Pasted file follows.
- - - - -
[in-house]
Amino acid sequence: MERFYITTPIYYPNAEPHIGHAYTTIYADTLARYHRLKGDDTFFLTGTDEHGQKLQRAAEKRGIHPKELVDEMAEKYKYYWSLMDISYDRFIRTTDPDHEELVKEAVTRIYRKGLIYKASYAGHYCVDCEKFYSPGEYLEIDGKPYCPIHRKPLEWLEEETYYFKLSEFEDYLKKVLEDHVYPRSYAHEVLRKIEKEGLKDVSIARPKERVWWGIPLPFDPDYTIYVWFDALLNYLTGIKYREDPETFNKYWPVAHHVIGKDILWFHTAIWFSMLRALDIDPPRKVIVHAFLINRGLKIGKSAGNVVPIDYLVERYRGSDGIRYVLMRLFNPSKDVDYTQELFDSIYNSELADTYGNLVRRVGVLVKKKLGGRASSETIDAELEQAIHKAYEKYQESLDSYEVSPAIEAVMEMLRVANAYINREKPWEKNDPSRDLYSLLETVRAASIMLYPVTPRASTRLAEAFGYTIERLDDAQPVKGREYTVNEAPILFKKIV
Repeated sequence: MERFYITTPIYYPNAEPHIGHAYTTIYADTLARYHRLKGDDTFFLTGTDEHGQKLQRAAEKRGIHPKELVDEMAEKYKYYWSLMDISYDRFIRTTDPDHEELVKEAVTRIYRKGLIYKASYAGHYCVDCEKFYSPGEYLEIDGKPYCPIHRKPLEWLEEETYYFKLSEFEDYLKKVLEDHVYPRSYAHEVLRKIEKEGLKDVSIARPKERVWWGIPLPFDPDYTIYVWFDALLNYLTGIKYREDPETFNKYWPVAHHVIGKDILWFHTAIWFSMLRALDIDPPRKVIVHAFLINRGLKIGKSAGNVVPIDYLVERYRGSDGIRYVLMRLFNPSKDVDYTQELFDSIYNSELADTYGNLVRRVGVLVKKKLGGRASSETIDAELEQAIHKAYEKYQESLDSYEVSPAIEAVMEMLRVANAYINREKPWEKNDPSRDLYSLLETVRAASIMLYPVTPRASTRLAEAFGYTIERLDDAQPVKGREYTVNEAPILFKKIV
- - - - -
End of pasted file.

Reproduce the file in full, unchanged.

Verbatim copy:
[in-house]
Amino acid sequence: MERFYITTPIYYPNAEPHIGHAYTTIYADTLARYHRLKGDDTFFLTGTDEHGQKLQRAAEKRGIHPKELVDEMAEKYKYYWSLMDISYDRFIRTTDPDHEELVKEAVTRIYRKGLIYKASYAGHYCVDCEKFYSPGEYLEIDGKPYCPIHRKPLEWLEEETYYFKLSEFEDYLKKVLEDHVYPRSYAHEVLRKIEKEGLKDVSIARPKERVWWGIPLPFDPDYTIYVWFDALLNYLTGIKYREDPETFNKYWPVAHHVIGKDILWFHTAIWFSMLRALDIDPPRKVIVHAFLINRGLKIGKSAGNVVPIDYLVERYRGSDGIRYVLMRLFNPSKDVDYTQELFDSIYNSELADTYGNLVRRVGVLVKKKLGGRASSETIDAELEQAIHKAYEKYQESLDSYEVSPAIEAVMEMLRVANAYINREKPWEKNDPSRDLYSLLETVRAASIMLYPVTPRASTRLAEAFGYTIERLDDAQPVKGREYTVNEAPILFKKIV
Repeated sequence: MERFYITTPIYYPNAEPHIGHAYTTIYADTLARYHRLKGDDTFFLTGTDEHGQKLQRAAEKRGIHPKELVDEMAEKYKYYWSLMDISYDRFIRTTDPDHEELVKEAVTRIYRKGLIYKASYAGHYCVDCEKFYSPGEYLEIDGKPYCPIHRKPLEWLEEETYYFKLSEFEDYLKKVLEDHVYPRSYAHEVLRKIEKEGLKDVSIARPKERVWWGIPLPFDPDYTIYVWFDALLNYLTGIKYREDPETFNKYWPVAHHVIGKDILWFHTAIWFSMLRALDIDPPRKVIVHAFLINRGLKIGKSAGNVVPIDYLVERYRGSDGIRYVLMRLFNPSKDVDYTQELFDSIYNSELADTYGNLVRRVGVLVKKKLGGRASSETIDAELEQAIHKAYEKYQESLDSYEVSPAIEAVMEMLRVANAYINREKPWEKNDPSRDLYSLLETVRAASIMLYPVTPRASTRLAEAFGYTIERLDDAQPVKGREYTVNEAPILFKKIV